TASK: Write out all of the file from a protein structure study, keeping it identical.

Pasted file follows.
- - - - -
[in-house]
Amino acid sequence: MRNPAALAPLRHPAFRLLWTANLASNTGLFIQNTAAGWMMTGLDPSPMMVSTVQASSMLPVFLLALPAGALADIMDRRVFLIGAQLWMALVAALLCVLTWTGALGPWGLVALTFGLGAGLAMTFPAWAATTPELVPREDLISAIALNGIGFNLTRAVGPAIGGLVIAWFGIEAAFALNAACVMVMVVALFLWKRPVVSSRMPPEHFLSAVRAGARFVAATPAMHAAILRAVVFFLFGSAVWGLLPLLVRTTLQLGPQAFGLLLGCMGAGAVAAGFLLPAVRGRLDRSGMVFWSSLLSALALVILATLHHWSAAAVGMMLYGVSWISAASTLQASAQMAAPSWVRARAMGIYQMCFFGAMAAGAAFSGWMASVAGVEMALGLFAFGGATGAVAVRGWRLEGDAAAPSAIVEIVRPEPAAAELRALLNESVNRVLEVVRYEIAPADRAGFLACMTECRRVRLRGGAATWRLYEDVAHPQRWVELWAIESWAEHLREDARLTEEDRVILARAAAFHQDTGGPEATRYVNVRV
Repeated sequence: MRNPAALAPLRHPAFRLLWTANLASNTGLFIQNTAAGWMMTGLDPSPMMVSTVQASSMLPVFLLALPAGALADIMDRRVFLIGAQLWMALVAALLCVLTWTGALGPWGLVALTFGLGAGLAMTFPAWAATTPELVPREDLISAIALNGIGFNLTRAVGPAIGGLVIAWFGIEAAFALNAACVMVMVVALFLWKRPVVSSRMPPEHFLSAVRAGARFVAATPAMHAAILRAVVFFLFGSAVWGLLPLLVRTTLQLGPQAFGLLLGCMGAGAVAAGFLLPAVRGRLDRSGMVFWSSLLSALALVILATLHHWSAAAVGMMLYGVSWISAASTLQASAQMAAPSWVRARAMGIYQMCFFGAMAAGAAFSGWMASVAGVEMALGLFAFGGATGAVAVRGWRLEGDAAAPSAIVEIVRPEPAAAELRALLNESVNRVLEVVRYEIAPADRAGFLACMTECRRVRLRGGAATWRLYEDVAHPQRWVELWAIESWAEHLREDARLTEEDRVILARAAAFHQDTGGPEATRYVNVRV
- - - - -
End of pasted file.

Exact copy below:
[in-house]
Amino acid sequence: MRNPAALAPLRHPAFRLLWTANLASNTGLFIQNTAAGWMMTGLDPSPMMVSTVQASSMLPVFLLALPAGALADIMDRRVFLIGAQLWMALVAALLCVLTWTGALGPWGLVALTFGLGAGLAMTFPAWAATTPELVPREDLISAIALNGIGFNLTRAVGPAIGGLVIAWFGIEAAFALNAACVMVMVVALFLWKRPVVSSRMPPEHFLSAVRAGARFVAATPAMHAAILRAVVFFLFGSAVWGLLPLLVRTTLQLGPQAFGLLLGCMGAGAVAAGFLLPAVRGRLDRSGMVFWSSLLSALALVILATLHHWSAAAVGMMLYGVSWISAASTLQASAQMAAPSWVRARAMGIYQMCFFGAMAAGAAFSGWMASVAGVEMALGLFAFGGATGAVAVRGWRLEGDAAAPSAIVEIVRPEPAAAELRALLNESVNRVLEVVRYEIAPADRAGFLACMTECRRVRLRGGAATWRLYEDVAHPQRWVELWAIESWAEHLREDARLTEEDRVILARAAAFHQDTGGPEATRYVNVRV
Repeated sequence: MRNPAALAPLRHPAFRLLWTANLASNTGLFIQNTAAGWMMTGLDPSPMMVSTVQASSMLPVFLLALPAGALADIMDRRVFLIGAQLWMALVAALLCVLTWTGALGPWGLVALTFGLGAGLAMTFPAWAATTPELVPREDLISAIALNGIGFNLTRAVGPAIGGLVIAWFGIEAAFALNAACVMVMVVALFLWKRPVVSSRMPPEHFLSAVRAGARFVAATPAMHAAILRAVVFFLFGSAVWGLLPLLVRTTLQLGPQAFGLLLGCMGAGAVAAGFLLPAVRGRLDRSGMVFWSSLLSALALVILATLHHWSAAAVGMMLYGVSWISAASTLQASAQMAAPSWVRARAMGIYQMCFFGAMAAGAAFSGWMASVAGVEMALGLFAFGGATGAVAVRGWRLEGDAAAPSAIVEIVRPEPAAAELRALLNESVNRVLEVVRYEIAPADRAGFLACMTECRRVRLRGGAATWRLYEDVAHPQRWVELWAIESWAEHLREDARLTEEDRVILARAAAFHQDTGGPEATRYVNVRV